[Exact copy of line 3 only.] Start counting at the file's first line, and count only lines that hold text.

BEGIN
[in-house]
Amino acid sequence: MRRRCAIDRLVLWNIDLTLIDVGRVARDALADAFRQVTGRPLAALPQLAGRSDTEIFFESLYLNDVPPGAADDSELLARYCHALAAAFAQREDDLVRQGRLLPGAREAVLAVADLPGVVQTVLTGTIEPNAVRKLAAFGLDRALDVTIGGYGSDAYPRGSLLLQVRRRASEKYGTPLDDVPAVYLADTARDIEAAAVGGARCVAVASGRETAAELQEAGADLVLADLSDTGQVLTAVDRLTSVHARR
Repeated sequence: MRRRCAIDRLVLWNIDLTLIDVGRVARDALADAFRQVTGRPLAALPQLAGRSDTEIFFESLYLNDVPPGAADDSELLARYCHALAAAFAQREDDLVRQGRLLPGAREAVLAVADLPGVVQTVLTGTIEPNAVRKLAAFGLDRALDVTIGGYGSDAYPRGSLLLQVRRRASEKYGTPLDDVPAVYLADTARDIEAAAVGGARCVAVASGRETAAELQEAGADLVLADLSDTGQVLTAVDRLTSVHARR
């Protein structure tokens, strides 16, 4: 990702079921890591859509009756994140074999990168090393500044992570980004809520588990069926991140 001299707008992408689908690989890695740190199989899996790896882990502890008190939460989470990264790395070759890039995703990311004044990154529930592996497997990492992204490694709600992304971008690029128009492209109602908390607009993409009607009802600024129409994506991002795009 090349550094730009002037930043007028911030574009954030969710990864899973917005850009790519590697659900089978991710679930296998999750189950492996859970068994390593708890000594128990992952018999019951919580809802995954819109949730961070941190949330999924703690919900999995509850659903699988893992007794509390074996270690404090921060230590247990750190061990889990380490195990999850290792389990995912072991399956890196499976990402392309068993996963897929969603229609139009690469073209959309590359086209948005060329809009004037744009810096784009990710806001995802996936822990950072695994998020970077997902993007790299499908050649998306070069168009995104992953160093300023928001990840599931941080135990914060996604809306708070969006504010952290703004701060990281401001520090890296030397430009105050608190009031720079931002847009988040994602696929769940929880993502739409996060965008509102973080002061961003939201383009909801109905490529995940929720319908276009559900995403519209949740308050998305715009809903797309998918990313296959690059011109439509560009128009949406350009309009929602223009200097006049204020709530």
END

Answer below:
Repeated sequence: MRRRCAIDRLVLWNIDLTLIDVGRVARDALADAFRQVTGRPLAALPQLAGRSDTEIFFESLYLNDVPPGAADDSELLARYCHALAAAFAQREDDLVRQGRLLPGAREAVLAVADLPGVVQTVLTGTIEPNAVRKLAAFGLDRALDVTIGGYGSDAYPRGSLLLQVRRRASEKYGTPLDDVPAVYLADTARDIEAAAVGGARCVAVASGRETAAELQEAGADLVLADLSDTGQVLTAVDRLTSVHARR